Conflict and protracted crises in a handful of countries in the Near East and North Africa are hindering efforts to eradicate hunger in the region by 2030, according to a United Nations report published Thursday.
“When countries in the region are suffering from an escalation of conflicts, the aim to tackle the region’s deepest concerns of malnutrition, water scarcity and climate change becomes more challenging but at the same time more urgent,” said Abdessalam Ould Ahmed, Assistant Director-General and Regional Representative of the Food and Agriculture Organization (FAO), at the report’s launch in Cairo, Egypt.
The 2017 edition of the Regional Overview of Food Security and Nutrition in the Near East and North Africa (NENA) highlights in particular how an ongoing intensification of violence is opening a wide “hunger gap” between countries being affected by conflicts and those that are not.
Mr. Ould Ahmed pointed to “the growing need to implement long-term and comprehensive policies and practices to achieve zero hunger by 2030,” adding that that “only through improved cooperation and solidarity will the region be able to end conflicts and violence and get back to development.”
NENA countries include, Algeria, Bahrain, Egypt, Iran, Iraq, Jordan, Kuwait, Lebanon, Libya, Mauritania, Morocco, Oman, Qatar, Saudi Arabia, Sudan, Syria, Tunisia, the United Arab Emirates and Yemen.
In the region’s countries directly impacted by conflict, 27.2 per cent of all people were chronically hungry, or undernourished, during the 2014-16 period. That’s six times higher than the share of the population that was undernourished in countries not affected by strife – 4.6 per cent.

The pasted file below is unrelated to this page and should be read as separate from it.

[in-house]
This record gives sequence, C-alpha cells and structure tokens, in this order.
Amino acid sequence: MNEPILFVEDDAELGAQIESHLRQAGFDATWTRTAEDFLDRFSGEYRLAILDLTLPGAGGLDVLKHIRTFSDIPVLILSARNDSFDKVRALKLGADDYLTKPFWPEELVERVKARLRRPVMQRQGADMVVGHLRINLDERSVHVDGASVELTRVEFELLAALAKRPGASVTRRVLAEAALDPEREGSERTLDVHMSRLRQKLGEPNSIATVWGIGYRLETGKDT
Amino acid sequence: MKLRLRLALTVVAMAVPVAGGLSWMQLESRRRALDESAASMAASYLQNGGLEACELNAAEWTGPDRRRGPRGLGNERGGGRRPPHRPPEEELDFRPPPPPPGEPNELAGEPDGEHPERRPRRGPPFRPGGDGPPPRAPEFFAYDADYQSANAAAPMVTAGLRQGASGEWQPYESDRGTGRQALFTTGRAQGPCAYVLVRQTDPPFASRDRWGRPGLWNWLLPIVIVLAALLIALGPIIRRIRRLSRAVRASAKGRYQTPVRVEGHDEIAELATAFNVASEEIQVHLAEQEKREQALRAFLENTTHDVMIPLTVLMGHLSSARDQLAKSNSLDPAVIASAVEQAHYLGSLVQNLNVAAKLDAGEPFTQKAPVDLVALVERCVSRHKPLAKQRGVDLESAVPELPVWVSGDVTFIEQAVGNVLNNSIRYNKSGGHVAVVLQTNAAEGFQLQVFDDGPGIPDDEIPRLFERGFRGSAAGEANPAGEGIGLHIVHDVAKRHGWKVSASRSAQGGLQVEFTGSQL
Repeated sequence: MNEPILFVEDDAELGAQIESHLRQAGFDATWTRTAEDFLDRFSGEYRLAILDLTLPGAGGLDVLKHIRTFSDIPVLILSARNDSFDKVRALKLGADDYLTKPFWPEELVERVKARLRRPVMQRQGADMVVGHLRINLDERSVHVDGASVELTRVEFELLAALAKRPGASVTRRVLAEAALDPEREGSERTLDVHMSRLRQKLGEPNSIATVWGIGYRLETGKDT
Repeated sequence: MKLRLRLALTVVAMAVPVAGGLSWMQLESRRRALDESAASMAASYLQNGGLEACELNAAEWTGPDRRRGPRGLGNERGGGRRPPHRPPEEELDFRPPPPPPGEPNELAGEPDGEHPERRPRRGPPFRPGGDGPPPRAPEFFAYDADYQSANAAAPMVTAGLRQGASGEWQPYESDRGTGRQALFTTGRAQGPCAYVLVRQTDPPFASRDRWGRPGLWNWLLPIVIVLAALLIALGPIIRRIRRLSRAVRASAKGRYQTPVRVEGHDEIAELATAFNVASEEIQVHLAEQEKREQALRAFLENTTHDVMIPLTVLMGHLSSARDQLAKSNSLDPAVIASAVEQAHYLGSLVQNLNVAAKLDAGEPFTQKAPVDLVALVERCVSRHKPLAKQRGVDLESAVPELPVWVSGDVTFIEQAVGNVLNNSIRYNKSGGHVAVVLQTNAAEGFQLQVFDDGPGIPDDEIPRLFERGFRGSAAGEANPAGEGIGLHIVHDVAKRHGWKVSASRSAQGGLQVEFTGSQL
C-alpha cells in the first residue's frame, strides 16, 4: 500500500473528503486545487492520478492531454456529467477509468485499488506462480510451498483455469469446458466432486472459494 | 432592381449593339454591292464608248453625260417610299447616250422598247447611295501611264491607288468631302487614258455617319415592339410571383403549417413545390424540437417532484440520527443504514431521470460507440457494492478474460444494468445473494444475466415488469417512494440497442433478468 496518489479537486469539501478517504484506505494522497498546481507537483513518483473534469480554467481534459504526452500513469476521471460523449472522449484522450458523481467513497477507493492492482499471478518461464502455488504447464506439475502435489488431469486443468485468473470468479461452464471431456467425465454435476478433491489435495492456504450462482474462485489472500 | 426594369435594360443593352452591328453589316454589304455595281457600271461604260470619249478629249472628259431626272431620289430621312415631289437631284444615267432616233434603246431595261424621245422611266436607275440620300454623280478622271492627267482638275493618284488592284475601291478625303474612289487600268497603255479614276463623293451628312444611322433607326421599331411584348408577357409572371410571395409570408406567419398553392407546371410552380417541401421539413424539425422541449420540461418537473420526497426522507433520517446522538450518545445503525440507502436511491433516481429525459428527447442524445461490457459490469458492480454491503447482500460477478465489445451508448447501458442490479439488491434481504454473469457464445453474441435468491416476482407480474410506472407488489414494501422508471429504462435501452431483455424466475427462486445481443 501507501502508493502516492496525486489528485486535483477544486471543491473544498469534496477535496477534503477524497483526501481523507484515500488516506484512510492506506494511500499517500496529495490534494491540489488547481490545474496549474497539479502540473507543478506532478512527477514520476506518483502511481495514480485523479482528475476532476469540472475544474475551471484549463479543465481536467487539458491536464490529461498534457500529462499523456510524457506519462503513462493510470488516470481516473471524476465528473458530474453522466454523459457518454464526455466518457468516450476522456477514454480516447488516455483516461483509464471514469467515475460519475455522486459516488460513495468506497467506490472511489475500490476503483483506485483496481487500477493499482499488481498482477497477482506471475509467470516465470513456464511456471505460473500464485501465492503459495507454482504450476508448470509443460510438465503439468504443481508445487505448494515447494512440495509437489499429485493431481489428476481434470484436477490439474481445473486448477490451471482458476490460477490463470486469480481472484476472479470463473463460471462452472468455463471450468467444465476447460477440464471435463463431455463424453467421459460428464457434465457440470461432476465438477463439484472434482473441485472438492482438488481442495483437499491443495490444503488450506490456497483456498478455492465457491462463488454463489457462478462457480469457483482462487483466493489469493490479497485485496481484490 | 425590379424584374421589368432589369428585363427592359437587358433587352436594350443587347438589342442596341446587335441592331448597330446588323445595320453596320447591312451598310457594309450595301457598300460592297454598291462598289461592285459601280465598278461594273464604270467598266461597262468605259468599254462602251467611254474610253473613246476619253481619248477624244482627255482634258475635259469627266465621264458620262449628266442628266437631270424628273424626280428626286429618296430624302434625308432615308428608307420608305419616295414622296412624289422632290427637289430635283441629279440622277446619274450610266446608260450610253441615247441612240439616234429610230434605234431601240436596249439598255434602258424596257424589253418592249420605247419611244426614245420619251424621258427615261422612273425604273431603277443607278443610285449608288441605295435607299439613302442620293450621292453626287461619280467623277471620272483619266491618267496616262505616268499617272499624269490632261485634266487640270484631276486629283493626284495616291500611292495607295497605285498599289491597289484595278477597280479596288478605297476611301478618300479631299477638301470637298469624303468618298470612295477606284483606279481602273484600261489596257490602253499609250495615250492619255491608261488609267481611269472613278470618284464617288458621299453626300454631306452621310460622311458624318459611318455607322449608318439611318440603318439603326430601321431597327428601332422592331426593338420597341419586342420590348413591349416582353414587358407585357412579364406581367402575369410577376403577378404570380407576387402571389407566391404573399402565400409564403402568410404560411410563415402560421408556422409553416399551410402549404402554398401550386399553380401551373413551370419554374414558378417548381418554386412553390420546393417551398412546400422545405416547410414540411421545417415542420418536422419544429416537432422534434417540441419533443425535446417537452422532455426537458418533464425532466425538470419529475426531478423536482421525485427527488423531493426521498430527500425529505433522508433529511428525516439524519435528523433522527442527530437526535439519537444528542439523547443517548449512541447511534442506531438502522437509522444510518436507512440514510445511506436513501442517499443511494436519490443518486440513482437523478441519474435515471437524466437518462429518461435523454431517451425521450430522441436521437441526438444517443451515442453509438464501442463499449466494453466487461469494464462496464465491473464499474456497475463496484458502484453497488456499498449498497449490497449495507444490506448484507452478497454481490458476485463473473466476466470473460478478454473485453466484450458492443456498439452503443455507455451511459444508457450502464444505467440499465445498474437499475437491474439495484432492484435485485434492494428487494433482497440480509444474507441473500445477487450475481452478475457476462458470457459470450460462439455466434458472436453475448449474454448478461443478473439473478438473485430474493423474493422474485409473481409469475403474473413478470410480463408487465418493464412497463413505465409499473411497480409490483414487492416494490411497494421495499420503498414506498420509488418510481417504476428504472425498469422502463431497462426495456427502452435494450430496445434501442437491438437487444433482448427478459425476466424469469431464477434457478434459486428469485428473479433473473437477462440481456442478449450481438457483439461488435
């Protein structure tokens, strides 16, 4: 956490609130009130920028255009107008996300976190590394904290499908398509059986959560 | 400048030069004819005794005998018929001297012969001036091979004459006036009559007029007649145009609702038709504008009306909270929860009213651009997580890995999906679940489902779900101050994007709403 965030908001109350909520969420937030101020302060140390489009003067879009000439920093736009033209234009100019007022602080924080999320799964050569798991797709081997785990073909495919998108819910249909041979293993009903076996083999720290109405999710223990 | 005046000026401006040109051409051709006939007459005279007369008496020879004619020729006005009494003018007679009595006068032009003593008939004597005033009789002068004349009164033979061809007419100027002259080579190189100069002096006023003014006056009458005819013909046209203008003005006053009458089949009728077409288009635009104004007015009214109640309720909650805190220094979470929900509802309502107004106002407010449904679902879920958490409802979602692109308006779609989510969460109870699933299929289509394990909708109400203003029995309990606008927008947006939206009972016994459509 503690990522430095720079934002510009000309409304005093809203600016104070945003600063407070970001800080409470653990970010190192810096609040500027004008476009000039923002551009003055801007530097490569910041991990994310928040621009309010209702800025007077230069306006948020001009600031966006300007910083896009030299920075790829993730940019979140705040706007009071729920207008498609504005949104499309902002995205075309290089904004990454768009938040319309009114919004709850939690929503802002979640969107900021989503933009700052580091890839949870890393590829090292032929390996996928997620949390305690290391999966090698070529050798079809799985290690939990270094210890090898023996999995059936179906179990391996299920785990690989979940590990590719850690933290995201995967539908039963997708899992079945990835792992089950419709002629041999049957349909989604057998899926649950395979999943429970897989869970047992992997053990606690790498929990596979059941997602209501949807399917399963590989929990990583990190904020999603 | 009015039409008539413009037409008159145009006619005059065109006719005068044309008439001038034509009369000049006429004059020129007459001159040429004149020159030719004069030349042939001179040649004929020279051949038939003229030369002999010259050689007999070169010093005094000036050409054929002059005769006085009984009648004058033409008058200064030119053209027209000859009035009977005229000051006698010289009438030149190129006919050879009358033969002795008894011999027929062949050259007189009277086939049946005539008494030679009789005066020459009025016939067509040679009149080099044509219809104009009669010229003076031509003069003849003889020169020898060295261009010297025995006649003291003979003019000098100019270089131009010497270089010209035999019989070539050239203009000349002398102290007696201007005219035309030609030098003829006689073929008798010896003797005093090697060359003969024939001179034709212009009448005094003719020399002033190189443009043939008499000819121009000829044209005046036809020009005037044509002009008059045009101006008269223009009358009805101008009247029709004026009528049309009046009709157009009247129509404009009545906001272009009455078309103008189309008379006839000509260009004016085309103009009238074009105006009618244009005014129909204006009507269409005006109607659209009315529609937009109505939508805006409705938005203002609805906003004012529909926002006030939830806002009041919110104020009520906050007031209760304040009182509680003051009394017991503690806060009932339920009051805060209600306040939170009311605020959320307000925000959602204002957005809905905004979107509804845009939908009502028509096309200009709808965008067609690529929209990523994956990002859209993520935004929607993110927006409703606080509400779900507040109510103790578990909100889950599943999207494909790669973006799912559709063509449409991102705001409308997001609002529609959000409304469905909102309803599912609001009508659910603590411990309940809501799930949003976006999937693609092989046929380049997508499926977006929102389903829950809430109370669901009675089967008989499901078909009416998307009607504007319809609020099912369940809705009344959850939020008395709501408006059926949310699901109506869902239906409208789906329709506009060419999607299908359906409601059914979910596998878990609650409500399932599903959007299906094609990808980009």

Meanwhile, “severe food insecurity,” another metric used by FAO to measure hunger, in conflict-affected countries is now double that in non-conflict countries.
In Syria, violence has provoked a 67 per cent reduction in the country’s gross domestic product (GDP) and severely undermined food security. About 70 to 80 per cent of Syrians now need humanitarian assistance, while 50 per cent require food assistance.
In Iraq, where violence has led to for 58 per cent decline in GDP, 30 per cent of the population needs humanitarian assistance while nine per cent requires food assistance.
Yemen is also being wracked by conflict, leading to a situation in which 70 to 80 per cent of the population are in need humanitarian assistance and 50 per cent require food assistance.
Libya is another hot spot where conflict is undermining food security; there, six per cent of the population are in need of food assistance, according to the report.